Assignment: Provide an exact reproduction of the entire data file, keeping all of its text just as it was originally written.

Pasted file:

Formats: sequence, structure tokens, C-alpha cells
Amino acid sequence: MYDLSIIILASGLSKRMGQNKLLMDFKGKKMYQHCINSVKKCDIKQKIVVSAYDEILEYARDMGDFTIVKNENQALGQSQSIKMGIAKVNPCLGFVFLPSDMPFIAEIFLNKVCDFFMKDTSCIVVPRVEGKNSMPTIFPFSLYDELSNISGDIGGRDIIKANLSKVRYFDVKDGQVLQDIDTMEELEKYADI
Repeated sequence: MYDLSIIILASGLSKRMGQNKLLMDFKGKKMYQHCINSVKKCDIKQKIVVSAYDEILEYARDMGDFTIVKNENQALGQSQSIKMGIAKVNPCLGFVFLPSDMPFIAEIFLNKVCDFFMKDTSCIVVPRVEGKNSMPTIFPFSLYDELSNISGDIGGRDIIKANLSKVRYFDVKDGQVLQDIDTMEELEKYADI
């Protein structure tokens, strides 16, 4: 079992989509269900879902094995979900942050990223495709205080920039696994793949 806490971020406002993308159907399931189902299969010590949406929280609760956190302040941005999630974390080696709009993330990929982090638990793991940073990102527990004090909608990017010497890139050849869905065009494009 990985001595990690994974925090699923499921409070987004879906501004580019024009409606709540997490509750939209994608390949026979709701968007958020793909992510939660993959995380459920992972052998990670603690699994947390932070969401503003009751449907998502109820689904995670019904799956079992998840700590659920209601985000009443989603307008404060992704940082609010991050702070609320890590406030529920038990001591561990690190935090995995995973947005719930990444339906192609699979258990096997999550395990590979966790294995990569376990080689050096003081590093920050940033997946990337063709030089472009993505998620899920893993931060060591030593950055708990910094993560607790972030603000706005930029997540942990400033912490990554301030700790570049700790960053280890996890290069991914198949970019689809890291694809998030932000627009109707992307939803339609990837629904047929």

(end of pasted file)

Formats: sequence, structure tokens, C-alpha cells
Amino acid sequence: MYDLSIIILASGLSKRMGQNKLLMDFKGKKMYQHCINSVKKCDIKQKIVVSAYDEILEYARDMGDFTIVKNENQALGQSQSIKMGIAKVNPCLGFVFLPSDMPFIAEIFLNKVCDFFMKDTSCIVVPRVEGKNSMPTIFPFSLYDELSNISGDIGGRDIIKANLSKVRYFDVKDGQVLQDIDTMEELEKYADI
Repeated sequence: MYDLSIIILASGLSKRMGQNKLLMDFKGKKMYQHCINSVKKCDIKQKIVVSAYDEILEYARDMGDFTIVKNENQALGQSQSIKMGIAKVNPCLGFVFLPSDMPFIAEIFLNKVCDFFMKDTSCIVVPRVEGKNSMPTIFPFSLYDELSNISGDIGGRDIIKANLSKVRYFDVKDGQVLQDIDTMEELEKYADI
């Protein structure tokens, strides 16, 4: 079992989509269900879902094995979900942050990223495709205080920039696994793949 806490971020406002993308159907399931189902299969010590949406929280609760956190302040941005999630974390080696709009993330990929982090638990793991940073990102527990004090909608990017010497890139050849869905065009494009 990985001595990690994974925090699923499921409070987004879906501004580019024009409606709540997490509750939209994608390949026979709701968007958020793909992510939660993959995380459920992972052998990670603690699994947390932070969401503003009751449907998502109820689904995670019904799956079992998840700590659920209601985000009443989603307008404060992704940082609010991050702070609320890590406030529920038990001591561990690190935090995995995973947005719930990444339906192609699979258990096997999550395990590979966790294995990569376990080689050096003081590093920050940033997946990337063709030089472009993505998620899920893993931060060591030593950055708990910094993560607790972030603000706005930029997540942990400033912490990554301030700790570049700790960053280890996890290069991914198949970019689809890291694809998030932000627009109707992307939803339609990837629904047929």